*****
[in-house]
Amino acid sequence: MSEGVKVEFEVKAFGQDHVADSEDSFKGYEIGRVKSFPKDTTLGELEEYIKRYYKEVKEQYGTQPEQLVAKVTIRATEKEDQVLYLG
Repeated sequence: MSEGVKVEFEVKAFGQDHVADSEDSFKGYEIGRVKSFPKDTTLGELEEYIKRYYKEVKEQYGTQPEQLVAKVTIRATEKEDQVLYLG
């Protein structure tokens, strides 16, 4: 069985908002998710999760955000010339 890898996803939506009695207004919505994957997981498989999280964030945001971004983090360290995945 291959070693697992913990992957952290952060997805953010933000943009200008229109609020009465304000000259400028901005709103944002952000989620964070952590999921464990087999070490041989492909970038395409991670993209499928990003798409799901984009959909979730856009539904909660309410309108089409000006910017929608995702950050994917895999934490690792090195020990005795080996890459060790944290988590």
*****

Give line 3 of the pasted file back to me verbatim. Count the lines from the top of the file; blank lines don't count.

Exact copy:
Repeated sequence: MSEGVKVEFEVKAFGQDHVADSEDSFKGYEIGRVKSFPKDTTLGELEEYIKRYYKEVKEQYGTQPEQLVAKVTIRATEKEDQVLYLG